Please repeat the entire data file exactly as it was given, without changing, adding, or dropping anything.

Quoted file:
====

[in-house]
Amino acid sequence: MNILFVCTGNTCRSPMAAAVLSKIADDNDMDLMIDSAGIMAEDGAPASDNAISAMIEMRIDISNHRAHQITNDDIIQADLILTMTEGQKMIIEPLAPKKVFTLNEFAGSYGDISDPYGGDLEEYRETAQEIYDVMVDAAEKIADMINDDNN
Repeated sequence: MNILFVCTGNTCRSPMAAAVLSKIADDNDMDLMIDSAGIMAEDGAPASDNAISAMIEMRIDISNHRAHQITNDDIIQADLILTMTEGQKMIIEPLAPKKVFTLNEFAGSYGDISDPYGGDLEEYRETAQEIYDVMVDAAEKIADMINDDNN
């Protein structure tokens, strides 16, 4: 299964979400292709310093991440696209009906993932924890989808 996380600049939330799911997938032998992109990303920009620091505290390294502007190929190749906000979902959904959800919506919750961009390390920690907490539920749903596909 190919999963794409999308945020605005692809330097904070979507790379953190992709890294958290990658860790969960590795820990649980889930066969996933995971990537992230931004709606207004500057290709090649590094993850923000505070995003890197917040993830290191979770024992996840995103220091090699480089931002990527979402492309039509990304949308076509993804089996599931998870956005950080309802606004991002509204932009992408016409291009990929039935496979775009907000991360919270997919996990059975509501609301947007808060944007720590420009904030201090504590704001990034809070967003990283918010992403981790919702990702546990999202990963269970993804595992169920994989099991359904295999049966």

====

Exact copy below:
[in-house]
Amino acid sequence: MNILFVCTGNTCRSPMAAAVLSKIADDNDMDLMIDSAGIMAEDGAPASDNAISAMIEMRIDISNHRAHQITNDDIIQADLILTMTEGQKMIIEPLAPKKVFTLNEFAGSYGDISDPYGGDLEEYRETAQEIYDVMVDAAEKIADMINDDNN
Repeated sequence: MNILFVCTGNTCRSPMAAAVLSKIADDNDMDLMIDSAGIMAEDGAPASDNAISAMIEMRIDISNHRAHQITNDDIIQADLILTMTEGQKMIIEPLAPKKVFTLNEFAGSYGDISDPYGGDLEEYRETAQEIYDVMVDAAEKIADMINDDNN
């Protein structure tokens, strides 16, 4: 299964979400292709310093991440696209009906993932924890989808 996380600049939330799911997938032998992109990303920009620091505290390294502007190929190749906000979902959904959800919506919750961009390390920690907490539920749903596909 190919999963794409999308945020605005692809330097904070979507790379953190992709890294958290990658860790969960590795820990649980889930066969996933995971990537992230931004709606207004500057290709090649590094993850923000505070995003890197917040993830290191979770024992996840995103220091090699480089931002990527979402492309039509990304949308076509993804089996599931998870956005950080309802606004991002509204932009992408016409291009990929039935496979775009907000991360919270997919996990059975509501609301947007808060944007720590420009904030201090504590704001990034809070967003990283918010992403981790919702990702546990999202990963269970993804595992169920994989099991359904295999049966």